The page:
Tosca a hit despite the coughing fit
The Danish National Opera took to the Old Stage last night to perform Giacomo Puccini’s ‘Tosca’ to a packed house that hacked and coughed its way through a gripping performance of this classical opera. Flu and opera season may have proved unhappy bedfellows, but no matter. As soon as The Copenhagen Philharmonic Orchestra conducted by Puccini specialist Giordano Bellincampi struck up their first note, we were transported to the Rome of June 1800 and the studio of the artist Cavaradossi, Tosca’s doomed lover.
While the set design by Herbert Murauer was unadventurous (perhaps partly because the opera is being lugged from one Danish town to another over the course of February and March) and the production by Elisabeth Linton was far from groundbreaking, this was still a mesmerising performance of the tragic tale of love, jealousy and betrayal. Puccini’s genius for weaving arias and choruses into one incredibly powerful and moving whole, combined with standout performances by key cast members, kept us gulping down lumps in our throats throughout the second and third acts.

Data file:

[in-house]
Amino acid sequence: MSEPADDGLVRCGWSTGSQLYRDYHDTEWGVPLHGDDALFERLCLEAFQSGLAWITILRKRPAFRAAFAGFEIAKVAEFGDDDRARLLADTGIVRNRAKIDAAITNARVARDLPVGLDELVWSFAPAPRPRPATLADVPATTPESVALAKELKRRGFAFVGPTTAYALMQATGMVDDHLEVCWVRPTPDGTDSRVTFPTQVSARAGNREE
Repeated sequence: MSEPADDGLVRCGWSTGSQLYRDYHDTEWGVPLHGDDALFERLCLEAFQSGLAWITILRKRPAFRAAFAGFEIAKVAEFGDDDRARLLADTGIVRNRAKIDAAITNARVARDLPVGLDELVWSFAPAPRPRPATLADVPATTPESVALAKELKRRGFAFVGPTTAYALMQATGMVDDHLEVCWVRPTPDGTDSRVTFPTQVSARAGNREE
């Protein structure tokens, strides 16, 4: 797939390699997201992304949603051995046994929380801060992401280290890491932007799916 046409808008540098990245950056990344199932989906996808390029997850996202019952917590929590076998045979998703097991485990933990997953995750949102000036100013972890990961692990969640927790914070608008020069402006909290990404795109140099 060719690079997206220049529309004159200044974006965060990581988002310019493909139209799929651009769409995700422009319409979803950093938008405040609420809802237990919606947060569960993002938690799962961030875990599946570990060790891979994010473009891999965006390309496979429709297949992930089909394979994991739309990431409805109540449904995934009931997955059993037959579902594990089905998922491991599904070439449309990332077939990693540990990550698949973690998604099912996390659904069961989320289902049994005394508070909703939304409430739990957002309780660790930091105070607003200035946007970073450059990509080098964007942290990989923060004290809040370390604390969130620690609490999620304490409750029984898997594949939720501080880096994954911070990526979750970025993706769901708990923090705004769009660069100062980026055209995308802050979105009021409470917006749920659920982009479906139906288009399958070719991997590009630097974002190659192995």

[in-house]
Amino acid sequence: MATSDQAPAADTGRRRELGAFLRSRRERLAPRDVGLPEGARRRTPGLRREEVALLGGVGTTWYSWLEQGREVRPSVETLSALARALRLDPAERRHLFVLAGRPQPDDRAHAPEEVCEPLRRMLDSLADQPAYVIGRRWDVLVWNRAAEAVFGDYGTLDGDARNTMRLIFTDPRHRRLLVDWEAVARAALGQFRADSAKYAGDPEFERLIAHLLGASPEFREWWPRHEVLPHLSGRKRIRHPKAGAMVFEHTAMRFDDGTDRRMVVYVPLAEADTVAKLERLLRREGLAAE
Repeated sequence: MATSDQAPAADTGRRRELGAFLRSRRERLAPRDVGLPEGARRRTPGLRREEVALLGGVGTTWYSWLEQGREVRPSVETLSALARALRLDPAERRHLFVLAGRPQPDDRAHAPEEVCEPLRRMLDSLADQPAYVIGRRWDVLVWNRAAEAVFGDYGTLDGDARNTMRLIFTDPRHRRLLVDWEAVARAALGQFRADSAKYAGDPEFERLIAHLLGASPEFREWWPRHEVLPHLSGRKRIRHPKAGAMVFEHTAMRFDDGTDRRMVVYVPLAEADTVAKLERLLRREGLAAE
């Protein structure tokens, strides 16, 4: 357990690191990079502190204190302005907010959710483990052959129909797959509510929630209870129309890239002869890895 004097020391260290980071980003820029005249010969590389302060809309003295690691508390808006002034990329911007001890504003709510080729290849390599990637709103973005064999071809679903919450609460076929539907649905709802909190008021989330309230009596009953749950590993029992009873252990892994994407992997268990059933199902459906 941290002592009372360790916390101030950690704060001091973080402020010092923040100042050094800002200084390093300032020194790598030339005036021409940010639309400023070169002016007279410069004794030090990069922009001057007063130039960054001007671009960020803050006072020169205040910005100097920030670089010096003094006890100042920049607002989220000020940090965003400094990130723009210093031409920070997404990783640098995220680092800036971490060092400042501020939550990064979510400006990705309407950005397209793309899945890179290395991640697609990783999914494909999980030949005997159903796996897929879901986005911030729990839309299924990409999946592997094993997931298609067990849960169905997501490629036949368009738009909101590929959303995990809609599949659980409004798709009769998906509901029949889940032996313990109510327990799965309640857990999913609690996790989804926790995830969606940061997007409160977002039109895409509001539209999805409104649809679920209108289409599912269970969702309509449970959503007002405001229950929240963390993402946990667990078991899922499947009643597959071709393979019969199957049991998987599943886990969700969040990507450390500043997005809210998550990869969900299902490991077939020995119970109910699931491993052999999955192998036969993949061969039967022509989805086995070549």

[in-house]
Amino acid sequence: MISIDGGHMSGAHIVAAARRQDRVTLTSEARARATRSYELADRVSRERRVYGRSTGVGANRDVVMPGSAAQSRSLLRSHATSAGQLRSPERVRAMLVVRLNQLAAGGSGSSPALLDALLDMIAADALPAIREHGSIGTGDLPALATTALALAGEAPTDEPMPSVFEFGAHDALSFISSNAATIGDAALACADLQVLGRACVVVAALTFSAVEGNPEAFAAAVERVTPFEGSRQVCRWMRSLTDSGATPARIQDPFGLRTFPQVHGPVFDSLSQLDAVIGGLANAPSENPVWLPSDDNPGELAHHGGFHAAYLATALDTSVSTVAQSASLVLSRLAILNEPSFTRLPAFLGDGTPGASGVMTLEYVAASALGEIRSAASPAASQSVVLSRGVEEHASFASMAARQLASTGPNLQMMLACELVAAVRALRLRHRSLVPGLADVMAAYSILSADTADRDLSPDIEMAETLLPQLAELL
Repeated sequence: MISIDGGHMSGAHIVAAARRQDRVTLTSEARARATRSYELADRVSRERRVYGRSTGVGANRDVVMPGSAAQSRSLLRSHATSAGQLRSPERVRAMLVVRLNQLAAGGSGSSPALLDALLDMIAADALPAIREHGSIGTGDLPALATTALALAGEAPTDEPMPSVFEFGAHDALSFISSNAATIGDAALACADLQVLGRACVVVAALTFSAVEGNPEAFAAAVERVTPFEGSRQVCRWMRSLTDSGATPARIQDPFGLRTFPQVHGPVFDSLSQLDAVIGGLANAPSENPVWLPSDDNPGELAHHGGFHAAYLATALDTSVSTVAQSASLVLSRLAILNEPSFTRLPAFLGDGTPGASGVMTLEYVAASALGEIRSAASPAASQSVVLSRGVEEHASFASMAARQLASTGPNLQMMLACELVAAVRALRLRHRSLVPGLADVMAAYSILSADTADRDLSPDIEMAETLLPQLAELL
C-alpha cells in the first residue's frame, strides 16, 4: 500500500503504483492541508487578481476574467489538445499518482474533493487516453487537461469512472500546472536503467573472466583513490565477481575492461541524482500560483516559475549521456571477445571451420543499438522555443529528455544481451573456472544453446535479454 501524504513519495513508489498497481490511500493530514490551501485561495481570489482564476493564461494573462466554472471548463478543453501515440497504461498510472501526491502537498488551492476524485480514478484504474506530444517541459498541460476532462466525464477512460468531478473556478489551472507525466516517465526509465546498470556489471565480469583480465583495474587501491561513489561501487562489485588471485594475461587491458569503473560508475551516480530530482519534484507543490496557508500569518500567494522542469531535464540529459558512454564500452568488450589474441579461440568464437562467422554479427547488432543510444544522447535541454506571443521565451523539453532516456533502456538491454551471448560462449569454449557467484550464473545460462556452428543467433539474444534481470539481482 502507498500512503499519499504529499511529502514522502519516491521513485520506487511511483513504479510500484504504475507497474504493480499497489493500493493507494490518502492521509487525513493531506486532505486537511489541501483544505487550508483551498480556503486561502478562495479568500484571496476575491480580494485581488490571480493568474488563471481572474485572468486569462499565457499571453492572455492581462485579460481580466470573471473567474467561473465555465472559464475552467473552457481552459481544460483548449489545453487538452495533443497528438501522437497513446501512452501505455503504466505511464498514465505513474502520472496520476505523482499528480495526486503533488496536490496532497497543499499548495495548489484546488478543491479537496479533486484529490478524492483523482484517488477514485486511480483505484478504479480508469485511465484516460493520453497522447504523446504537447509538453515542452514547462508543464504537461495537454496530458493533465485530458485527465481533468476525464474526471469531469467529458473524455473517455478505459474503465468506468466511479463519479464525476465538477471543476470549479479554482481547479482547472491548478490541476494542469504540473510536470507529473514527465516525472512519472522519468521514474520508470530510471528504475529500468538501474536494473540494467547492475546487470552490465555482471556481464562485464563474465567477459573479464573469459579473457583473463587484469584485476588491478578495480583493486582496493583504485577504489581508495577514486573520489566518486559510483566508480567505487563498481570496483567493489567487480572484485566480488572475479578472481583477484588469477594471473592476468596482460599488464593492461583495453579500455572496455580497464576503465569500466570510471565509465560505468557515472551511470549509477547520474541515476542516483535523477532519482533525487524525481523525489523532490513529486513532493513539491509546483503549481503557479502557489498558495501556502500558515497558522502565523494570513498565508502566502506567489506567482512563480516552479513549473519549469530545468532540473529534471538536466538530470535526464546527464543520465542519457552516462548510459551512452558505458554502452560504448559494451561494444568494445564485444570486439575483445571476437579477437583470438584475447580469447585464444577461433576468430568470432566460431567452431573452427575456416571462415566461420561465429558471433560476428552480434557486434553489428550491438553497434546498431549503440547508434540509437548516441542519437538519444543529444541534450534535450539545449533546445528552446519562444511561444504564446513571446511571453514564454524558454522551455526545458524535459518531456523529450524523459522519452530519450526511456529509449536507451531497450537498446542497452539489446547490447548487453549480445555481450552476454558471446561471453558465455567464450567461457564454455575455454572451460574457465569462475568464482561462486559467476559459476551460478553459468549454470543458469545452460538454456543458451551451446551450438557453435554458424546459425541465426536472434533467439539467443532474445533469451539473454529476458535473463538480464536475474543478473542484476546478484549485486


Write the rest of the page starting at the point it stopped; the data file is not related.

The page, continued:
Victoria Nava, romping around the stage in indecently tight outfits that threatened to unleash her ample bosom, was the real star of the show. From flirtatious lover to demented victim, she sang and acted beautifully. The audience was captivated as was the evil scheming Scarpia, sung by Robert Hyman and Cavaradossi, performed extremely well by Danilo Formaggia. In fact, it was the chemistry between Tosca and Cavaradossi that sealed the performance’s success.
With crowd-pleasing music, a tragic if predictably predictable plot and a large lady who really can sing, this is an enjoyable and accessible opera. Catch it if you can before the final performance in Odense on March 20.
Tosca – March 5
This performance of Tosca is on tour throughout Denmark until March 20.